The Weighty Whiskers Dilemma: Navigating the World of Feline Obesity

Obesity is a common and serious health problem in cats, affecting up to 63% of pet cats in some countries. Take health into your hands and kick away obesity from your feline friend’s life.


Obesity in cats is a condition in which a cat has excess body fat that negatively affects its health and well-being. Obesity can increase the risk of various diseases and disorders, such as diabetes, arthritis, urinary problems, liver disease, skin problems, cardiovascular disease, and immune system dysfunction. It can also reduce your pet’s mobility, activity, grooming, and quality of life. Obesity in cats can be prevented or treated by working with a veterinarian to devise a weight loss plan that involves a balanced diet, portion control, and increased physical activity.

Punching pounds one
step at a time

Some factors related to cats can influence the risk of obesity. For example – older, neutered, mixed breed, and indoor cats are more likely to be obese than younger, intact, purebred, and outdoor cats. Some cats may also beg for food, steal food, or hunt less, which can affect their energy balance.

Some pet parents may overfeed their cats, give them treats or human food, or not measure their food portions. These practices can lead to excessive calorie intake and weight gain in cats.

Obesity in cats is a chronic, low level inflammatory condition caused by fat cells’ response to being starved of oxygen. This creates oxidative stress and hormonal imbalance in the body, which can impair the regulation of food intake and body weight.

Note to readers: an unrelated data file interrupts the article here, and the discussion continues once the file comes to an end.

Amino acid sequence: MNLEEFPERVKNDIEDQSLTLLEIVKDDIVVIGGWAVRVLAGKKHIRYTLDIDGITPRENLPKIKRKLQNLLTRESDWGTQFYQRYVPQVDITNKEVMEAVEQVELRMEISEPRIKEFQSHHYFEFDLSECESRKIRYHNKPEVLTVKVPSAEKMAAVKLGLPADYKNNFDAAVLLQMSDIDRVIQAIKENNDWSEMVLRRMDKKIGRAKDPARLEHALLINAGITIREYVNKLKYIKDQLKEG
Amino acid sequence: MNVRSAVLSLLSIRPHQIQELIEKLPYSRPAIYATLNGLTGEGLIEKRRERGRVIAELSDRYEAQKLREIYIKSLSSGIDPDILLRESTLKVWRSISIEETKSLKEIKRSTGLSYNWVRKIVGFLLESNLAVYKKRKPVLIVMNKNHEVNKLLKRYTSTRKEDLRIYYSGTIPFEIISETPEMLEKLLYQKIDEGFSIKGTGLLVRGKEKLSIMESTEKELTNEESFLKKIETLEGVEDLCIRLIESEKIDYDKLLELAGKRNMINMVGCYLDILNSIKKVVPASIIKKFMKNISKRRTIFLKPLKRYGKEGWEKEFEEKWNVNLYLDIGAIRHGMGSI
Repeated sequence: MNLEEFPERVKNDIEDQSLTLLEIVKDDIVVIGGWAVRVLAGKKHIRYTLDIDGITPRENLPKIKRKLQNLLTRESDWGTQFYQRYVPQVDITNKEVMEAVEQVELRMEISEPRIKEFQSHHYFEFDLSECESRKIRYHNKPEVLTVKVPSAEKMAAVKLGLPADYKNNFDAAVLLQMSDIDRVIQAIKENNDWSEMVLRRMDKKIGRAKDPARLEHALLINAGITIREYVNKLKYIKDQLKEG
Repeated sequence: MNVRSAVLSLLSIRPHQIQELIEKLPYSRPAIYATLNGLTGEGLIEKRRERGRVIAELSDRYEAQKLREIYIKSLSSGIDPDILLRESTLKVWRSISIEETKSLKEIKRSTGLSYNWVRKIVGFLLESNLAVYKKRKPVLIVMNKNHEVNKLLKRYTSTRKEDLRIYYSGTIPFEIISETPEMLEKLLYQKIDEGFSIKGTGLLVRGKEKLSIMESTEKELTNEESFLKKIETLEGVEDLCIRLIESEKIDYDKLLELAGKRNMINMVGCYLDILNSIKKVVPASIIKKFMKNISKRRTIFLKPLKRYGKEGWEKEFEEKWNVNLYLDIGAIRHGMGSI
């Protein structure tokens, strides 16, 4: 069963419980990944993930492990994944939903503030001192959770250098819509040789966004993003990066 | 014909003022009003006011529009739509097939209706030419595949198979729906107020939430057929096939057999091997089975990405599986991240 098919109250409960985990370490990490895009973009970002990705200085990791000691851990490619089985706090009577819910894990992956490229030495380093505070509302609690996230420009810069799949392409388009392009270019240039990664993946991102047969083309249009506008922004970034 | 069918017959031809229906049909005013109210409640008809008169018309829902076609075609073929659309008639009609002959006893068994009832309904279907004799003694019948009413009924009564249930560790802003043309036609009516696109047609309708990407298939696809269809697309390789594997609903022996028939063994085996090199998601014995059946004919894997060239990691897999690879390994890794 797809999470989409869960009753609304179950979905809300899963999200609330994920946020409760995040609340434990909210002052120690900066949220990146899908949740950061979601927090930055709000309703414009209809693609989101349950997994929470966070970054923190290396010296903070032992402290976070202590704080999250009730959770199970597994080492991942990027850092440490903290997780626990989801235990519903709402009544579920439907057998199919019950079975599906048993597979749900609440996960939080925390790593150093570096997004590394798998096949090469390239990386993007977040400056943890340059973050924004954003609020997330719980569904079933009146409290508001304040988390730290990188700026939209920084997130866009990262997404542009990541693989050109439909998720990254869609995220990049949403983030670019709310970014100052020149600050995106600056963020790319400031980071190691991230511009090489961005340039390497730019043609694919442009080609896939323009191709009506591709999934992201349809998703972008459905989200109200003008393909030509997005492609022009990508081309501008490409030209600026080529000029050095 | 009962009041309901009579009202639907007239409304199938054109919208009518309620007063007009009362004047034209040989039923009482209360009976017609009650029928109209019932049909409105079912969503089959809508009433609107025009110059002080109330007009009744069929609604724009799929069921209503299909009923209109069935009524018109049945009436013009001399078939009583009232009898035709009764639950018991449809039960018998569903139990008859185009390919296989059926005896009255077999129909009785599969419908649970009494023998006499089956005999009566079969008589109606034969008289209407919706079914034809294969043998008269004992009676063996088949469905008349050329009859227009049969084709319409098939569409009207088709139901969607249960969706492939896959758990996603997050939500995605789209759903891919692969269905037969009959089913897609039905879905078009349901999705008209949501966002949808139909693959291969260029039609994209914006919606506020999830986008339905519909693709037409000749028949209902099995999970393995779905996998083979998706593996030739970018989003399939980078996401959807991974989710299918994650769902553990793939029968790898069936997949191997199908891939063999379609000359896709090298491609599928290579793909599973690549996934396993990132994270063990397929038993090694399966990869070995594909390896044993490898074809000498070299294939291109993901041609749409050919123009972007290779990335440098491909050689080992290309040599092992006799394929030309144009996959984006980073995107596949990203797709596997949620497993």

Consequences of Obesity in Cats

  • Arthritis and lameness
    Obesity can cause the erosion of cartilage in the joints, which leads to pain and inflammation. This can affect the cat’s mobility and activity level.
  • Hip dysplasia
    Obesity can worsen the genetic condition in which the thigh bone does not fit properly into the hip socket. This can also cause joint pain and lameness.
  • Diabetes mellitus
    Obesity can impair the production or response of insulin, which is essential for regulating blood sugar. This can result in high blood glucose levels, which can damage various organs and tissues of your feline friend.
  • Cardiovascular diseases
    Obesity can put extra strain on the heart and blood vessels, which can lead to high blood pressure, heart failure, or blood clots.
  • Urinary problems
    Obesity can increase the risk of urinary tract infections, bladder stones, or lower urinary tract disease, which can cause difficulty or pain in urination.
  • Liver ailments
    Obesity can increase the risk of a potentially fatal liver condition in which fat accumulates in the liver cells. This can occur if an obese cat stop eating for any reason.
  • Skin and coat related conditions
    Obesity can make it harder for a cat to groom itself, which can lead to matting, dandruff, or skin infections.

Curbing the cat chub – weight
management strategies for cats

  • Setting a target weight
    The target weight is the ideal weight that a cat should reach after completing the weight loss programme. It is usually based on the cat’s body condition score (BCS), which is a subjective assessment of the cat’s body fat and muscle mass. The target weight should be realistic and achievable, taking into account your pet’s age, breed, sex, and health status. It should also be tailored to the individual cat, as different cats may have different optimal weights for their body shape and size. The target weight can also be revised after the weight loss programme, depending on your pet’s maintenance needs and health outcomes. For example, if your pet has improved its quality of life and reduced its risk of obesity related diseases, the target weight can be maintained or slightly increased.